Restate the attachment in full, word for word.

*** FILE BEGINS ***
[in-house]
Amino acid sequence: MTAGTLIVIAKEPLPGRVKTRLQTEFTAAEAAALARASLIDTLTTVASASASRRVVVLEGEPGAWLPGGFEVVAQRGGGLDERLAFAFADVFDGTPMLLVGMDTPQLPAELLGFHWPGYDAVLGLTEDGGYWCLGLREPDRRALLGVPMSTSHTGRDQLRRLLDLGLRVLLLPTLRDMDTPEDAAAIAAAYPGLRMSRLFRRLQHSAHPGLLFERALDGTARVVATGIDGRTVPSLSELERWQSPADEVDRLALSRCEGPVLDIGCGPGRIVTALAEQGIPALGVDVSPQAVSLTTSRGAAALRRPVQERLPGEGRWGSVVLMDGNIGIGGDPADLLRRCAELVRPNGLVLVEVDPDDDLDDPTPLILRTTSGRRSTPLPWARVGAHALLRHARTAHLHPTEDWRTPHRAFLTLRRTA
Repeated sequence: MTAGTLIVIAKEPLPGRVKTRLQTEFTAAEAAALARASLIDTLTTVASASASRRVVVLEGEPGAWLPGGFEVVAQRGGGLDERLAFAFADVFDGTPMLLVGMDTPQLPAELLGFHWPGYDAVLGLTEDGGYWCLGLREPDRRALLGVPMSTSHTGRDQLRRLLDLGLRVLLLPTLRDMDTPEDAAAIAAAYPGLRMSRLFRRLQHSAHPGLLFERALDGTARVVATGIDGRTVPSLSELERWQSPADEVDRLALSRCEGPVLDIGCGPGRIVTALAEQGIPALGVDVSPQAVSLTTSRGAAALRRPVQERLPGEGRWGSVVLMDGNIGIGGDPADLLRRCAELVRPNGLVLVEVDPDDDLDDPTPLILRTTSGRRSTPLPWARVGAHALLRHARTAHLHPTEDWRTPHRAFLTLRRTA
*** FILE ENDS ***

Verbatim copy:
[in-house]
Amino acid sequence: MTAGTLIVIAKEPLPGRVKTRLQTEFTAAEAAALARASLIDTLTTVASASASRRVVVLEGEPGAWLPGGFEVVAQRGGGLDERLAFAFADVFDGTPMLLVGMDTPQLPAELLGFHWPGYDAVLGLTEDGGYWCLGLREPDRRALLGVPMSTSHTGRDQLRRLLDLGLRVLLLPTLRDMDTPEDAAAIAAAYPGLRMSRLFRRLQHSAHPGLLFERALDGTARVVATGIDGRTVPSLSELERWQSPADEVDRLALSRCEGPVLDIGCGPGRIVTALAEQGIPALGVDVSPQAVSLTTSRGAAALRRPVQERLPGEGRWGSVVLMDGNIGIGGDPADLLRRCAELVRPNGLVLVEVDPDDDLDDPTPLILRTTSGRRSTPLPWARVGAHALLRHARTAHLHPTEDWRTPHRAFLTLRRTA
Repeated sequence: MTAGTLIVIAKEPLPGRVKTRLQTEFTAAEAAALARASLIDTLTTVASASASRRVVVLEGEPGAWLPGGFEVVAQRGGGLDERLAFAFADVFDGTPMLLVGMDTPQLPAELLGFHWPGYDAVLGLTEDGGYWCLGLREPDRRALLGVPMSTSHTGRDQLRRLLDLGLRVLLLPTLRDMDTPEDAAAIAAAYPGLRMSRLFRRLQHSAHPGLLFERALDGTARVVATGIDGRTVPSLSELERWQSPADEVDRLALSRCEGPVLDIGCGPGRIVTALAEQGIPALGVDVSPQAVSLTTSRGAAALRRPVQERLPGEGRWGSVVLMDGNIGIGGDPADLLRRCAELVRPNGLVLVEVDPDDDLDDPTPLILRTTSGRRSTPLPWARVGAHALLRHARTAHLHPTEDWRTPHRAFLTLRRTA